Refers to extent to which a district's geography is dispersed around its center. Districts should not be too diffuse (i.e., extend too far from the center of the district).

A requirement mandating that a district be in one piece (e.g. a district cannot have an "island" floating in another district).

Community of Interest
A term sometimes used to describe a grouping of people, such as in a specific region or neighborhood, that have common political, social, or economic interests.

Gerrymandering refers to the intentional manipulation of district boundaries for individual or partisan gain. The term was coined in reference to a plan signed by Elbridge Gerry (1744-1814), the governor of Massachusetts from 1810 to 1812. A partisan gerrymander occurs when a majority party draws district lines in a manner that intentionally prevents the election and reelection of candidates from the other party, thereby giving a disproportionate advantage to one political party at the expense of the other. A bipartisan gerrymander occurs when the two major parties mutually agree to preserve or increase the safety of their representatives' seats by creating safe-districts packed with commanding majorities of a single party.

Minority Vote Dilution
The creation of districts that either (1) divide members of a racial or ethnic minority group among several districts, artificially reducing the group's opportunity to influence elections (see "Fragmentation") or (2) place high percentages of members of a racial or ethnic minority group in one or more districts so that minority voting strength is artificially limited to those districts and is minimized in neighboring districts (see "Packing").

One person, one vote
The principle that each person's vote should count the same as every other person's vote; it is achieved by the allocation of the same or substantially the same population to each district of a particular type, such as a congressional district. The courts derive the one-person, one-vote standard primarily from the Equal Protection Clause of the Fourteenth Amendment to the U.S. Constitution. For congressional districts, the one-person, one-vote requirement also derives from Section 2, Article I, and from Section 2 of the Fourteenth Amendment to the U.S. Constitution. Majority-minority district: A district containing a majority (50% plus 1) of minority population.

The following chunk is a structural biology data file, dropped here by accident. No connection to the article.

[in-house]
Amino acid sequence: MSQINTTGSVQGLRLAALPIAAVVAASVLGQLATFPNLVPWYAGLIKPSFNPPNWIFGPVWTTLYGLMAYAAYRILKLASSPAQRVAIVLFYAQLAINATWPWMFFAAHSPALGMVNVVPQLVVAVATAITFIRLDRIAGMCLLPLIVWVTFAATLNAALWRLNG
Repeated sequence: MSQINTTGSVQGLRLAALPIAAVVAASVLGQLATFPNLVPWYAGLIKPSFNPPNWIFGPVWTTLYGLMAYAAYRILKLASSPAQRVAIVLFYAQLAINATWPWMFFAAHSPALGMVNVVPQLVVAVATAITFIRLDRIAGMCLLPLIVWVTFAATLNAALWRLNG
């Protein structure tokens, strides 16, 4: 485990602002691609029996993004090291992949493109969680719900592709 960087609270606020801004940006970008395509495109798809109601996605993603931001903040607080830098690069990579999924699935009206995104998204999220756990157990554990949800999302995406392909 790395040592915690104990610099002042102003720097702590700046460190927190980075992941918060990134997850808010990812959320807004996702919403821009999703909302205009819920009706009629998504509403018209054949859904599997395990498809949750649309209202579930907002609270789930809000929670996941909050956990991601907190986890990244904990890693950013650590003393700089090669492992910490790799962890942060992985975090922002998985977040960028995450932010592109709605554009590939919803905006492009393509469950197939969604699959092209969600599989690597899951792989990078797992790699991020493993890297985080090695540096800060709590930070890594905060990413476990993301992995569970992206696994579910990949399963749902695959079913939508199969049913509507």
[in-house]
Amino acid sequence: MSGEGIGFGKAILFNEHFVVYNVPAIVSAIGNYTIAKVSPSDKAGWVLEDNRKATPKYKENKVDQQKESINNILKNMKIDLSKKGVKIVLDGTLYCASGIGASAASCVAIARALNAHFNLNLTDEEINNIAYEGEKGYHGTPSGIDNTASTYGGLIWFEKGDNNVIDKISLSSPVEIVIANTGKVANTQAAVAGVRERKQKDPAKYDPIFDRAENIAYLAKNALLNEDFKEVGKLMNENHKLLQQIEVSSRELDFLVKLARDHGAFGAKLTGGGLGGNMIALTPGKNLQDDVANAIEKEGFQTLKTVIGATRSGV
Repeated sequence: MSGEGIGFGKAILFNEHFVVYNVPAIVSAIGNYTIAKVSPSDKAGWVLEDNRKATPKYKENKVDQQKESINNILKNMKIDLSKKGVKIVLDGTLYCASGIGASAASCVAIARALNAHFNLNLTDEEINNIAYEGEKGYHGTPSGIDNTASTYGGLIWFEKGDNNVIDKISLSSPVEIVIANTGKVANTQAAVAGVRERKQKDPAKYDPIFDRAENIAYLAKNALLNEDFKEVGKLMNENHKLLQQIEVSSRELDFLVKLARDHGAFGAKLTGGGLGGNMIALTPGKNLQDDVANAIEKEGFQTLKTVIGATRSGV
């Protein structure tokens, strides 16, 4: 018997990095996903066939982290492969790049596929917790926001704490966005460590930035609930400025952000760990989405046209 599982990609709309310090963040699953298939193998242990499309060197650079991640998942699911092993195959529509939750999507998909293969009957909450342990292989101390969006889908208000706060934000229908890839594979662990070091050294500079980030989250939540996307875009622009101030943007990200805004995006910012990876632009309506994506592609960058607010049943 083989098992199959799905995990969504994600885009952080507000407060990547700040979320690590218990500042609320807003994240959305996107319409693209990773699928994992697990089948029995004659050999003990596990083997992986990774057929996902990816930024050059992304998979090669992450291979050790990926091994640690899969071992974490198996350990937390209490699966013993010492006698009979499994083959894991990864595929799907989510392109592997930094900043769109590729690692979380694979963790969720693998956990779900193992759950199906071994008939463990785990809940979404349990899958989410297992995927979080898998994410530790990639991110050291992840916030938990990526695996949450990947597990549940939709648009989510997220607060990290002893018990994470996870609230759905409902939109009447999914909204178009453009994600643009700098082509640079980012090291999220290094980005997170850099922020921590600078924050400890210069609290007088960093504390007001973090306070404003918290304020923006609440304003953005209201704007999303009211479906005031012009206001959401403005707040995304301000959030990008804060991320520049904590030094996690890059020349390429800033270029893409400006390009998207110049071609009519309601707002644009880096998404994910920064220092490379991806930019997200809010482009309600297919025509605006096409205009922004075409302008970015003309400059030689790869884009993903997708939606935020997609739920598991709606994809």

Racially Polarized Voting
The term used to describe circumstances in which the voting preferences of a racial or ethnic group consistently vary from those of other racial or ethnic groups, particularly when the different voting preferences are based on the race of the candidate. Also referred to as "racial bloc voting" or RBV.

Redistricting is the redrawing or adjusting of electoral district boundaries every ten years to account for population shifts and growth during the previous decade.

The term used to describe a reduction in the voting strength of a racial or ethnic group resulting from a redistricting plan or other change in election procedures. Retrogression is the primary test used for evaluating a change in election procedures for preclearance under Section 5 of the Voting Rights Act.

Single-Member District
A District that elects only one representative.

Tanner Bill/Proposal
Congressman John S. Tanner's proposal, [] which, if adopted, would limit the drawing of congressional boundaries to once per decennial census period, and require the approval of new district boundaries by an independent commission, among other things.

Traditional Districting Principles
A term often used to refer to criteria, such as compactness and contiguity, that have historically been considered in drawing legislative or other districts.

The error in census data that results from the failure to count some persons or housing units in the decennial census. Historically, certain groups, such as members of racial or ethnic minorities, have been disproportionately undercounted by the federal census.

Voting Age Population (VAP)
The number of persons in a geographic unit who are at least 18 years of age. Because some population groups, such as racial or ethnic minorities, tend to be younger on average than the population as a whole, the voting age populations are frequently compared in evaluating the potential voting strength of those groups.

Voting Rights Act
The Voting Rights was passed by Congress in 1965. It protects every American against racial discrimination in voting and is not limited to discrimination that literally excludes minority voters from the polls. It stands for the principle that everyone's vote is equal, and that neither race nor language should shut any of us out of the political process.
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